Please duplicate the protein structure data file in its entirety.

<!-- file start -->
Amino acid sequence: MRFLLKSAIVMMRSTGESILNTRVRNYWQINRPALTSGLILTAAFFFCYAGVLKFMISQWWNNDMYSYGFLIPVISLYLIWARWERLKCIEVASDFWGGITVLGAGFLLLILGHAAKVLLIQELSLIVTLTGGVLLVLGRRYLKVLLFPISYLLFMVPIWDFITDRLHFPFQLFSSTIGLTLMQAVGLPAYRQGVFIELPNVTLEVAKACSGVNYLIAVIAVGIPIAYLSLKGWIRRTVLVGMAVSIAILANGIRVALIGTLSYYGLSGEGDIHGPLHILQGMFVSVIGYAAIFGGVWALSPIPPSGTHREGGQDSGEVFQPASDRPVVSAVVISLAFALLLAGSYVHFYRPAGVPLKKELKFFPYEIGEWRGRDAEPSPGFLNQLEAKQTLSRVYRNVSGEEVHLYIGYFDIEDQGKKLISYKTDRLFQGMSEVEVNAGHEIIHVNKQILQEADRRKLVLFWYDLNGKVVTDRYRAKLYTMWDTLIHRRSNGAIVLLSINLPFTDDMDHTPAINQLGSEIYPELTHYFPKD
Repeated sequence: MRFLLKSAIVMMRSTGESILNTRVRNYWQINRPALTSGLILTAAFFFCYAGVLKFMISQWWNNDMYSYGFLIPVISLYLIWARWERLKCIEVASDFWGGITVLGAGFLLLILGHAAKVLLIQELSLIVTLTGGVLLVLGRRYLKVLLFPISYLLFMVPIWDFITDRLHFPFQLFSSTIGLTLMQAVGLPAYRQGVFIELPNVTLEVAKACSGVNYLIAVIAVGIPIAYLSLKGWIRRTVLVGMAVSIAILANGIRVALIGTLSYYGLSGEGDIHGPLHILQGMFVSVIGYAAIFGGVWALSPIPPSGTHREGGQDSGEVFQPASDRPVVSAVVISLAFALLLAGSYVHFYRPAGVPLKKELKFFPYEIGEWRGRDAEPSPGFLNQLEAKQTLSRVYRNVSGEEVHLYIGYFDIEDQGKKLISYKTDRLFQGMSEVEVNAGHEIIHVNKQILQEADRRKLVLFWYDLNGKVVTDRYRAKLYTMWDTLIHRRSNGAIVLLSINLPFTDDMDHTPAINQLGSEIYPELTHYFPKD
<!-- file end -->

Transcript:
Amino acid sequence: MRFLLKSAIVMMRSTGESILNTRVRNYWQINRPALTSGLILTAAFFFCYAGVLKFMISQWWNNDMYSYGFLIPVISLYLIWARWERLKCIEVASDFWGGITVLGAGFLLLILGHAAKVLLIQELSLIVTLTGGVLLVLGRRYLKVLLFPISYLLFMVPIWDFITDRLHFPFQLFSSTIGLTLMQAVGLPAYRQGVFIELPNVTLEVAKACSGVNYLIAVIAVGIPIAYLSLKGWIRRTVLVGMAVSIAILANGIRVALIGTLSYYGLSGEGDIHGPLHILQGMFVSVIGYAAIFGGVWALSPIPPSGTHREGGQDSGEVFQPASDRPVVSAVVISLAFALLLAGSYVHFYRPAGVPLKKELKFFPYEIGEWRGRDAEPSPGFLNQLEAKQTLSRVYRNVSGEEVHLYIGYFDIEDQGKKLISYKTDRLFQGMSEVEVNAGHEIIHVNKQILQEADRRKLVLFWYDLNGKVVTDRYRAKLYTMWDTLIHRRSNGAIVLLSINLPFTDDMDHTPAINQLGSEIYPELTHYFPKD
Repeated sequence: MRFLLKSAIVMMRSTGESILNTRVRNYWQINRPALTSGLILTAAFFFCYAGVLKFMISQWWNNDMYSYGFLIPVISLYLIWARWERLKCIEVASDFWGGITVLGAGFLLLILGHAAKVLLIQELSLIVTLTGGVLLVLGRRYLKVLLFPISYLLFMVPIWDFITDRLHFPFQLFSSTIGLTLMQAVGLPAYRQGVFIELPNVTLEVAKACSGVNYLIAVIAVGIPIAYLSLKGWIRRTVLVGMAVSIAILANGIRVALIGTLSYYGLSGEGDIHGPLHILQGMFVSVIGYAAIFGGVWALSPIPPSGTHREGGQDSGEVFQPASDRPVVSAVVISLAFALLLAGSYVHFYRPAGVPLKKELKFFPYEIGEWRGRDAEPSPGFLNQLEAKQTLSRVYRNVSGEEVHLYIGYFDIEDQGKKLISYKTDRLFQGMSEVEVNAGHEIIHVNKQILQEADRRKLVLFWYDLNGKVVTDRYRAKLYTMWDTLIHRRSNGAIVLLSINLPFTDDMDHTPAINQLGSEIYPELTHYFPKD